My general interests lie in the development of machine learning techniques to address challenges in scientific modelling. By definition, all models are incomplete abstraction of any real system, and therefore wrong as George Box famously pointed out. However, some of them are extremely useful as they allow us to explore the conceptual implications of these abstractions in silico. To assess the usefulness of a model, scientists would normally perform further experiments, to validate the model's predictions.
But what does it mean for a model's predictions to agree with data? Traditionally, particularly in physics, one could create very well controlled conditions, such that the agreement between models and data was essentially complete. Greater challenges appear when one tries to apply this paradigm to biology, where noise and incomplete observations are the norm. To assess the agreement of models' predictions with data it is therefore imperative to first quantify the inherent uncertainty in model predictions. This uncertainty is the direct consequence of the model being an incomplete representation of the system, and the fact that incomplete and noisy observations have been used to calibrate the model.
In recent years, I have developed Bayesian Machine Learning tools to quantify model prediction uncertainty for specific classes of models in biology. Here is a list of some of my active areas of research, and some areas where I would like to become more active:
Protein levels in cells change dynamically in response to external stimuli or internal programmes (e.g. development). This is a tightly controlled process, where auxilliary proteins (e.g. transcription factors) play a prominent but often subtle role. There exist established models for individual subsystems, and conceptual models of the main processes. However, the specific workings of any single subsystem are mostly unknown; reconstructing them from data poses plenty of interesting inferential questions. Most of my group works on problems related to this: in particular, two BBSRC funded post-docs are investigating gene regulation in E. coli following exposure to stress (B. Cseke and R. Begg).
Good background reading in this area could be: Genes and Signals, the seminal book by Ptashne and Gann elucidating the biological principles. Learning and Inference in Computational Systems Biology, a book I co-edited, presents a good and still up to date overview of machine learning in systems biology. For an idea of my own work in the area, this paper is a good starting point.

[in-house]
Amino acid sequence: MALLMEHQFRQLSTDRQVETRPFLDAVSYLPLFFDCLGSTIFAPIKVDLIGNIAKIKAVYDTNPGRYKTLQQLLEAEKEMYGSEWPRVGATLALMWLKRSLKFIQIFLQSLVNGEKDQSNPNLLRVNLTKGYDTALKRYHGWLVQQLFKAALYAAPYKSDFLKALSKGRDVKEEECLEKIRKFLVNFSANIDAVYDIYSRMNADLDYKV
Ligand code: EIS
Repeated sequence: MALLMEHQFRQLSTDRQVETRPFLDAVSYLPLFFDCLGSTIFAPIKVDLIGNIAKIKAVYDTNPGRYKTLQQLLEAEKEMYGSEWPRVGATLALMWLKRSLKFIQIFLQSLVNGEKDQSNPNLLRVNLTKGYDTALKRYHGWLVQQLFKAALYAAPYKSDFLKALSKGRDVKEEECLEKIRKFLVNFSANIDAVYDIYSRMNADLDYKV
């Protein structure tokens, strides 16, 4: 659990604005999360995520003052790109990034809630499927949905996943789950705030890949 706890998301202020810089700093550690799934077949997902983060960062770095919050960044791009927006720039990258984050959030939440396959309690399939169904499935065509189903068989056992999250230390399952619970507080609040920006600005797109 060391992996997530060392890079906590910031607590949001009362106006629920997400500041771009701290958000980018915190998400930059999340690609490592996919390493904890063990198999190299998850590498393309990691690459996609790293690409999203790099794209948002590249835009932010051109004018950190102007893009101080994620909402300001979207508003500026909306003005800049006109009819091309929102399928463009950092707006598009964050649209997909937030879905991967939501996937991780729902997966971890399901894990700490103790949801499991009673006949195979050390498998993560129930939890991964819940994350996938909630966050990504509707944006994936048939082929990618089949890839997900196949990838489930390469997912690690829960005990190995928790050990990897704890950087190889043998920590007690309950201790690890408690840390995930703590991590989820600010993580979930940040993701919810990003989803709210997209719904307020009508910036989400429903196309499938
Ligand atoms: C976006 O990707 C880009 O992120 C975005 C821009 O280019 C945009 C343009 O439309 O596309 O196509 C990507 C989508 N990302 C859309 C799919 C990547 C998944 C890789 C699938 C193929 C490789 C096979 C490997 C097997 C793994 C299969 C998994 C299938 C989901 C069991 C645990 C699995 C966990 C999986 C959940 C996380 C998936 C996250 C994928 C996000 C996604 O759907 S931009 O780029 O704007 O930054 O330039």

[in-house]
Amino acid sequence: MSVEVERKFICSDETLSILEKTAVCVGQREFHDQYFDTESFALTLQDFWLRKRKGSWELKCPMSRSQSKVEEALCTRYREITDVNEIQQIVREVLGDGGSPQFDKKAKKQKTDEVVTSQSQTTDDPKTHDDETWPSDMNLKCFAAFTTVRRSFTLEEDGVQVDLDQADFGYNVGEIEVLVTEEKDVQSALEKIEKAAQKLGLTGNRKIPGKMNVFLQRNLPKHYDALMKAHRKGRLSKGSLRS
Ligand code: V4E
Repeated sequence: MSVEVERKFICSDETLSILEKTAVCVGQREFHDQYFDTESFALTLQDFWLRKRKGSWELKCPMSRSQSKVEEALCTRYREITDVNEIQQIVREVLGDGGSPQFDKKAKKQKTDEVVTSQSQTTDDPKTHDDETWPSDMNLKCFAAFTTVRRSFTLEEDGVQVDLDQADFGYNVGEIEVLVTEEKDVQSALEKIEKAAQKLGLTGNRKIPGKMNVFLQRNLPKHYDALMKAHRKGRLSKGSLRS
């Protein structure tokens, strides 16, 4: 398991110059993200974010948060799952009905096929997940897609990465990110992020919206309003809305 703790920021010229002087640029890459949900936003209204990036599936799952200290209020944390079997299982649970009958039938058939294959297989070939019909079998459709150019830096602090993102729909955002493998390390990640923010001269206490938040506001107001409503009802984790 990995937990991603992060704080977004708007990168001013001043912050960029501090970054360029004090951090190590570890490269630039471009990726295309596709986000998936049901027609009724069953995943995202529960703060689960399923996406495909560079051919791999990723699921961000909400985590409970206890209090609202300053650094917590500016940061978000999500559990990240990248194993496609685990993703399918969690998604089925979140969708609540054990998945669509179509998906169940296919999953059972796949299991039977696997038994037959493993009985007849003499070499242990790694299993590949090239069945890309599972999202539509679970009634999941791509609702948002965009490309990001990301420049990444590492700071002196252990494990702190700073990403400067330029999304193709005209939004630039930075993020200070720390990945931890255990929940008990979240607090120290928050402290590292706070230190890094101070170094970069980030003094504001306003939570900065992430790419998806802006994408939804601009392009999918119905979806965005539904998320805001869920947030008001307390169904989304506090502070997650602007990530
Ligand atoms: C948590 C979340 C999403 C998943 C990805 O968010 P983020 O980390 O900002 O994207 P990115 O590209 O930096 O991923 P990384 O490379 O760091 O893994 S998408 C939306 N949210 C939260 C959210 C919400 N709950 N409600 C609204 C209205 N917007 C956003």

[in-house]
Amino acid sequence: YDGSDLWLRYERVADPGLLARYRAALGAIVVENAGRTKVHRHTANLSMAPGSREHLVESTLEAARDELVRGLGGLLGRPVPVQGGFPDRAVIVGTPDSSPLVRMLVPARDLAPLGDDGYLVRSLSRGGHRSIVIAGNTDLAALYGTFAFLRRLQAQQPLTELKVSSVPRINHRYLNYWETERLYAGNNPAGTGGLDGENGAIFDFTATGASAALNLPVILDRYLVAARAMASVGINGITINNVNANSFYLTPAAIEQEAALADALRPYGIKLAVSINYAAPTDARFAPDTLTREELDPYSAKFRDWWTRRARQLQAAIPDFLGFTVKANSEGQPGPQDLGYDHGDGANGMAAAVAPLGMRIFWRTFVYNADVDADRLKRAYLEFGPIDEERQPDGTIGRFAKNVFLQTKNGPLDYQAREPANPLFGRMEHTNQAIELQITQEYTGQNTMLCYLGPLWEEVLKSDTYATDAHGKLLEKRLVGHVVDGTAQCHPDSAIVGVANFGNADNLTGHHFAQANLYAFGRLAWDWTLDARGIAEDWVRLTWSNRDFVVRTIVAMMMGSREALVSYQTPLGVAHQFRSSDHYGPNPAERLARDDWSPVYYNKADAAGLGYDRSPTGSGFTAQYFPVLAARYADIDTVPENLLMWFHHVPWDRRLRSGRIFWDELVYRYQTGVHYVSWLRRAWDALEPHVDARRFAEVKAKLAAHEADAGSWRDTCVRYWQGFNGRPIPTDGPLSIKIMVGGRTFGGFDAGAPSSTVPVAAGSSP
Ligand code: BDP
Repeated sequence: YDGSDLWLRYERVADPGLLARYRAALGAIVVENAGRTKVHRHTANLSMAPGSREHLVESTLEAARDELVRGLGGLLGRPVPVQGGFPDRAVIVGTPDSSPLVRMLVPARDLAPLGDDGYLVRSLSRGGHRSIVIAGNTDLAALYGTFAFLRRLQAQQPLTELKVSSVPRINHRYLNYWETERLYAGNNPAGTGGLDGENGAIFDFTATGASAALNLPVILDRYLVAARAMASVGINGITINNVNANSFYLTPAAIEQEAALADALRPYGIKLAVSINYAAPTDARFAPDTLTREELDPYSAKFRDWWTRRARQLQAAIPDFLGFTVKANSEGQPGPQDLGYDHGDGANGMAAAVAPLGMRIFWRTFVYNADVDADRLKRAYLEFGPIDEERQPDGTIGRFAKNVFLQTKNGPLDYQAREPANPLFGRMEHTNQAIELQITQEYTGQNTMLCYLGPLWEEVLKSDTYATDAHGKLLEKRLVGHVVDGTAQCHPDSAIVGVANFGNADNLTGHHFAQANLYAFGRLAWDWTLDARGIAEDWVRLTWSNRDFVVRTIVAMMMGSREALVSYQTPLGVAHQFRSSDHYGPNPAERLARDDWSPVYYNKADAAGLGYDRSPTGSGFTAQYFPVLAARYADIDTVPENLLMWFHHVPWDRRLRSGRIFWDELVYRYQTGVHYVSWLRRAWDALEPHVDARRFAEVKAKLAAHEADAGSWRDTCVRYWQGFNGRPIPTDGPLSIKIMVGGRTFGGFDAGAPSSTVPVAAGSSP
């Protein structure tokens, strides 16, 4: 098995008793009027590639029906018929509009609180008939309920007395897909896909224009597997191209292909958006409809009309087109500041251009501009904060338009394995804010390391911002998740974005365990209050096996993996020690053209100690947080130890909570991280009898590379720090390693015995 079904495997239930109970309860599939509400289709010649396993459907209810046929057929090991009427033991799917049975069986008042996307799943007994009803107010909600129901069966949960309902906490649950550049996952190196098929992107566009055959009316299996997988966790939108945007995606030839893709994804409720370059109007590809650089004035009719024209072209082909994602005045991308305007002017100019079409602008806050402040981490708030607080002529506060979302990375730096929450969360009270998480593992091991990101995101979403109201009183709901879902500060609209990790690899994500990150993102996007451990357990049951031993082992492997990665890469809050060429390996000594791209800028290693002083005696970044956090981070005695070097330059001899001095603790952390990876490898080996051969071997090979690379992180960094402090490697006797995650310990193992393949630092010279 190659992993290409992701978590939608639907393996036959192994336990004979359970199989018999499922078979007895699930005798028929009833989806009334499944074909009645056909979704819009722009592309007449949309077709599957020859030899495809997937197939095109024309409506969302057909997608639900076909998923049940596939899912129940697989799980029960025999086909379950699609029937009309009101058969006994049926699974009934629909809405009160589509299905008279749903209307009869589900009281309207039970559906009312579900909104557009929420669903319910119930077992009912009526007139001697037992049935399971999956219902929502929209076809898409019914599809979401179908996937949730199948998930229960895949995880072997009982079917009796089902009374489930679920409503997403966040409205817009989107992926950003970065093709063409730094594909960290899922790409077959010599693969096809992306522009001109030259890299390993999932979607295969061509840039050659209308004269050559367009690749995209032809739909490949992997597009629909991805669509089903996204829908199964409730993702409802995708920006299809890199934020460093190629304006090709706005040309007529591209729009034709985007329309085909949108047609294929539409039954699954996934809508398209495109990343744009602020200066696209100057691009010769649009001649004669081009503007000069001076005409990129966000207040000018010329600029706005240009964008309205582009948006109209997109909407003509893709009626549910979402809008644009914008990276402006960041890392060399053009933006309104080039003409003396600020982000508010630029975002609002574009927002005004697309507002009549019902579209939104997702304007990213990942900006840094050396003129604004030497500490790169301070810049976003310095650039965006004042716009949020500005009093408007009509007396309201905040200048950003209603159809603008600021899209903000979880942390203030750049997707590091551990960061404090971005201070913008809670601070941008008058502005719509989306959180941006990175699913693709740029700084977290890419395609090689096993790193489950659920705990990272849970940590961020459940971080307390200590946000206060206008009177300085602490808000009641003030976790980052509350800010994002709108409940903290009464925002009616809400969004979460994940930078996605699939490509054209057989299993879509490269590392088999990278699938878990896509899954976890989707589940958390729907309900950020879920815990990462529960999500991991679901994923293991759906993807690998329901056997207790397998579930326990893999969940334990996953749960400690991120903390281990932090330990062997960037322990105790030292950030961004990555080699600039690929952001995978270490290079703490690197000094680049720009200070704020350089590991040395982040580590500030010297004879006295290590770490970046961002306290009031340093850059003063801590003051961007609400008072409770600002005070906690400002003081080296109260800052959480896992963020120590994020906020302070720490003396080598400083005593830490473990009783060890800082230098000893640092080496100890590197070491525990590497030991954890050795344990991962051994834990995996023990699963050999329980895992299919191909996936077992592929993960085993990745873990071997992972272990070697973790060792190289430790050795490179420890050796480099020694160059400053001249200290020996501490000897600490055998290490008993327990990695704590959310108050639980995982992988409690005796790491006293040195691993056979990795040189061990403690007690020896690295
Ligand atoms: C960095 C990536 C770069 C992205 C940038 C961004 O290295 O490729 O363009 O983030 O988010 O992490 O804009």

The overwhelming majority of quantitative biology has focused on studying molecules like mRNA, which decay within hours at most. How can this help us explain phenomena that take years to establish, e.g. ageing, cancer, neurodegenerative diseases? People increasingly think that a determining factor is so called "epigenetics", i.e. changes in the spatial organisation/ chemical state of DNA (e.g. how it is wrapped around histones, its methylation state; for a very accessible review see here ). Data about these epigenetics factors is becoming increasingly available thanks to next generation sequencing. Can we use computational methods to discover whether there are networks connecting these various epigenetic factors, and connecting epigenetics with genetics? Gabriele Schweikert is working jointly in my group and in Adrian Bird's group on some of these questions.
Most people would agree that we exist in both space and time. Yet an overwhelming majority of scientific work assumes spatial homogeneity; while this is a convenient simplification, it is probably not an appropriate one in most cases. I have recently become increasingly interested in methodologies for spatio-temporal modelling, partly due to collaboration with Visakan Kadirkamanathan and our joint student Andrew Zammit-Mangion.
Some useful references for this area of work could be the following two papers, exploring stochasticity indrosophila development and presenting a general estimation tool for a class of spatio-temporal models.